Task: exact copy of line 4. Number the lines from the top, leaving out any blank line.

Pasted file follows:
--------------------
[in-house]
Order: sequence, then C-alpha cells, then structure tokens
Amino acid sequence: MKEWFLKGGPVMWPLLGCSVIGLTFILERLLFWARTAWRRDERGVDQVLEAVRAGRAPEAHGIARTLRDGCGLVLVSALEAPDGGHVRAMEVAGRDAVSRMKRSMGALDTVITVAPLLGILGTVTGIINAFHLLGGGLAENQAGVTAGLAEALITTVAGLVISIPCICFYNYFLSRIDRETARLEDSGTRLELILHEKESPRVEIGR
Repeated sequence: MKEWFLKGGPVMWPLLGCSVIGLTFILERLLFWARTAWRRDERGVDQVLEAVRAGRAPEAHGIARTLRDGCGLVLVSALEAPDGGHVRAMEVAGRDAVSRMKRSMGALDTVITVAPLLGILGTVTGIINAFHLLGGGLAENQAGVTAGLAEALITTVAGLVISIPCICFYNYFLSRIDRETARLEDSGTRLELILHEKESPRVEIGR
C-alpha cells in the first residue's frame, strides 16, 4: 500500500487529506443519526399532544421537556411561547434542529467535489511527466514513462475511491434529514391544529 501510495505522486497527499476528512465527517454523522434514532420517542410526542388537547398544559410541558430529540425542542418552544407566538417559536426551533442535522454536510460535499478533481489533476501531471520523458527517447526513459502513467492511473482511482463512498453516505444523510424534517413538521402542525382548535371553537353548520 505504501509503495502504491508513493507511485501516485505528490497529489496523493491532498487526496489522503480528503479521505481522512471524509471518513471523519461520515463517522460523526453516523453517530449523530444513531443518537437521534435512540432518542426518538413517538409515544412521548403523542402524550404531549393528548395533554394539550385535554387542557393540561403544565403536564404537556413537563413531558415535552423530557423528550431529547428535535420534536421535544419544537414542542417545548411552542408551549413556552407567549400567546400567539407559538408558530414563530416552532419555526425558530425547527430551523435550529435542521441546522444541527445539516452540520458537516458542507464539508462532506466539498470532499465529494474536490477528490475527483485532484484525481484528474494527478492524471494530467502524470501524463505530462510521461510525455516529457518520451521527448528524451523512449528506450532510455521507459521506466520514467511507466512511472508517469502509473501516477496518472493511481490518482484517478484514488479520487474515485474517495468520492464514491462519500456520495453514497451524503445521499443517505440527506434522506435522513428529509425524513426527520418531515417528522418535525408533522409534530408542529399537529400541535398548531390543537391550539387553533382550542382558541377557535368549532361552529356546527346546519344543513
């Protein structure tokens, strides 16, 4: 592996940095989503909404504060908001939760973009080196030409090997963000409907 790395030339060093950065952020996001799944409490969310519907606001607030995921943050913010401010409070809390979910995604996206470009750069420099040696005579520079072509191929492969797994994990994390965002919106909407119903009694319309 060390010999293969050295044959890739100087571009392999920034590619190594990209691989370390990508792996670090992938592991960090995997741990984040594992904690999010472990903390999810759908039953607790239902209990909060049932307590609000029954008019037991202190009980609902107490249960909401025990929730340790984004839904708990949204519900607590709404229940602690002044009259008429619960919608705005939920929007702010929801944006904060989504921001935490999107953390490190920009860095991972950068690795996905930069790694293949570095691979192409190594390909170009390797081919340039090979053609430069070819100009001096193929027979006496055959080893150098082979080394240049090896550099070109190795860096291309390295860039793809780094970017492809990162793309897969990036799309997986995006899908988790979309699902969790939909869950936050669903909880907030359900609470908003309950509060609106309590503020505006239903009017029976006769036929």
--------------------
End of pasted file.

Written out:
Repeated sequence: MKEWFLKGGPVMWPLLGCSVIGLTFILERLLFWARTAWRRDERGVDQVLEAVRAGRAPEAHGIARTLRDGCGLVLVSALEAPDGGHVRAMEVAGRDAVSRMKRSMGALDTVITVAPLLGILGTVTGIINAFHLLGGGLAENQAGVTAGLAEALITTVAGLVISIPCICFYNYFLSRIDRETARLEDSGTRLELILHEKESPRVEIGR